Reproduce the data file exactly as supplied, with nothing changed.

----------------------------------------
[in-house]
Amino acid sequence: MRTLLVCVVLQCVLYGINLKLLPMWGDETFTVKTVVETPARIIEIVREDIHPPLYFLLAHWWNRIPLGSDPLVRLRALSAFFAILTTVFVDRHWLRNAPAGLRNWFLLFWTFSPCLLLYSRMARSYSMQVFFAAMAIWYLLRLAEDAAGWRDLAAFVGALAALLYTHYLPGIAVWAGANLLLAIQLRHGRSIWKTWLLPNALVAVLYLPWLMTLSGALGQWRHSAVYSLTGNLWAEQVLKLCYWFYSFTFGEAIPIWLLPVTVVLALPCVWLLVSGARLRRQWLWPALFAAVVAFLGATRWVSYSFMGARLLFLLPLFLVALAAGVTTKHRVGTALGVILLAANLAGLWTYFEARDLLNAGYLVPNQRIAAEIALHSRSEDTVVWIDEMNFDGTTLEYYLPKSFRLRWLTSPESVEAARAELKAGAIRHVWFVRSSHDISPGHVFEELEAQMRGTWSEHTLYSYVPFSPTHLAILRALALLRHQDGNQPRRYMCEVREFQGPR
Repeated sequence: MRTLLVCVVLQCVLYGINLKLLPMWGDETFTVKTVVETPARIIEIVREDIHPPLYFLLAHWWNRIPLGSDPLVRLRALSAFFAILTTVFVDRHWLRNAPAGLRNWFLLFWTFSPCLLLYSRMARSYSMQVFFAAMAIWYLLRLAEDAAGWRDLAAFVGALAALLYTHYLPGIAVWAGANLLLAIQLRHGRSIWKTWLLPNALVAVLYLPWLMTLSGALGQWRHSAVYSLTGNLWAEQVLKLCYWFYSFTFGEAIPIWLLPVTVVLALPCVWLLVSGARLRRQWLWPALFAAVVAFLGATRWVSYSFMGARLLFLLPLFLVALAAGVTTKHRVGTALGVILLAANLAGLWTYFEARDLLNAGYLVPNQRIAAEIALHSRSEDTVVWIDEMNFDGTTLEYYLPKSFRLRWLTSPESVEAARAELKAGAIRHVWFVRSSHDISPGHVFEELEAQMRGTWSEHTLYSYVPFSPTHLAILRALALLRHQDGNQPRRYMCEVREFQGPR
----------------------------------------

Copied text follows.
[in-house]
Amino acid sequence: MRTLLVCVVLQCVLYGINLKLLPMWGDETFTVKTVVETPARIIEIVREDIHPPLYFLLAHWWNRIPLGSDPLVRLRALSAFFAILTTVFVDRHWLRNAPAGLRNWFLLFWTFSPCLLLYSRMARSYSMQVFFAAMAIWYLLRLAEDAAGWRDLAAFVGALAALLYTHYLPGIAVWAGANLLLAIQLRHGRSIWKTWLLPNALVAVLYLPWLMTLSGALGQWRHSAVYSLTGNLWAEQVLKLCYWFYSFTFGEAIPIWLLPVTVVLALPCVWLLVSGARLRRQWLWPALFAAVVAFLGATRWVSYSFMGARLLFLLPLFLVALAAGVTTKHRVGTALGVILLAANLAGLWTYFEARDLLNAGYLVPNQRIAAEIALHSRSEDTVVWIDEMNFDGTTLEYYLPKSFRLRWLTSPESVEAARAELKAGAIRHVWFVRSSHDISPGHVFEELEAQMRGTWSEHTLYSYVPFSPTHLAILRALALLRHQDGNQPRRYMCEVREFQGPR
Repeated sequence: MRTLLVCVVLQCVLYGINLKLLPMWGDETFTVKTVVETPARIIEIVREDIHPPLYFLLAHWWNRIPLGSDPLVRLRALSAFFAILTTVFVDRHWLRNAPAGLRNWFLLFWTFSPCLLLYSRMARSYSMQVFFAAMAIWYLLRLAEDAAGWRDLAAFVGALAALLYTHYLPGIAVWAGANLLLAIQLRHGRSIWKTWLLPNALVAVLYLPWLMTLSGALGQWRHSAVYSLTGNLWAEQVLKLCYWFYSFTFGEAIPIWLLPVTVVLALPCVWLLVSGARLRRQWLWPALFAAVVAFLGATRWVSYSFMGARLLFLLPLFLVALAAGVTTKHRVGTALGVILLAANLAGLWTYFEARDLLNAGYLVPNQRIAAEIALHSRSEDTVVWIDEMNFDGTTLEYYLPKSFRLRWLTSPESVEAARAELKAGAIRHVWFVRSSHDISPGHVFEELEAQMRGTWSEHTLYSYVPFSPTHLAILRALALLRHQDGNQPRRYMCEVREFQGPR